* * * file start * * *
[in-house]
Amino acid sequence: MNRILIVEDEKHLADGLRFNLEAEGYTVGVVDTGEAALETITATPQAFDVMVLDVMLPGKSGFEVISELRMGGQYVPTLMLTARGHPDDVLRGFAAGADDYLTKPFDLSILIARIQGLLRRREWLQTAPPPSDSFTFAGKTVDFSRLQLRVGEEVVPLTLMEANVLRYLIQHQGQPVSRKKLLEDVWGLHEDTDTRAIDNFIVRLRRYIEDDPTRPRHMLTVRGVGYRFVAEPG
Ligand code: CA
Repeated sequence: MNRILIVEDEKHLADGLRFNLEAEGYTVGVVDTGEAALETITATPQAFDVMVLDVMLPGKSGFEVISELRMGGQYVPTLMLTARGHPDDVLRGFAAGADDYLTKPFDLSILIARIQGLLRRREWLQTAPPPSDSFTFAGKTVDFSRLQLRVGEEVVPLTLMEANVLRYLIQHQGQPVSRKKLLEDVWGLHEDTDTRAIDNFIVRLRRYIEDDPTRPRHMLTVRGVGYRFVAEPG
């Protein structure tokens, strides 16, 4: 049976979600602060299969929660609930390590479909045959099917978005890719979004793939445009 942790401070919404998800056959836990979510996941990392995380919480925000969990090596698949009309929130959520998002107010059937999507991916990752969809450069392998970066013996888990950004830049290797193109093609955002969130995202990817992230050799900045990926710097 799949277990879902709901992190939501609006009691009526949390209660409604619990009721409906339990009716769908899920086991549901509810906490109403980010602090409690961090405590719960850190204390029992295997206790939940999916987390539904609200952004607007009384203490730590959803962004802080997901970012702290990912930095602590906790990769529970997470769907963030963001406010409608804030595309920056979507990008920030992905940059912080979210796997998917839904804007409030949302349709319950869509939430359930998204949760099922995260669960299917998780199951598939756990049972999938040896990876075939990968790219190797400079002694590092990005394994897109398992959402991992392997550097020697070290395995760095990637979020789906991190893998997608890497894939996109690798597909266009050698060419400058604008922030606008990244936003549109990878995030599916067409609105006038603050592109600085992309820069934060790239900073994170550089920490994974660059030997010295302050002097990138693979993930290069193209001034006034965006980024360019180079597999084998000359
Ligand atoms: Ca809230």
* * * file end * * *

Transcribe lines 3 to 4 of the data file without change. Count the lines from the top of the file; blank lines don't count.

Ligand code: CA
Repeated sequence: MNRILIVEDEKHLADGLRFNLEAEGYTVGVVDTGEAALETITATPQAFDVMVLDVMLPGKSGFEVISELRMGGQYVPTLMLTARGHPDDVLRGFAAGADDYLTKPFDLSILIARIQGLLRRREWLQTAPPPSDSFTFAGKTVDFSRLQLRVGEEVVPLTLMEANVLRYLIQHQGQPVSRKKLLEDVWGLHEDTDTRAIDNFIVRLRRYIEDDPTRPRHMLTVRGVGYRFVAEPG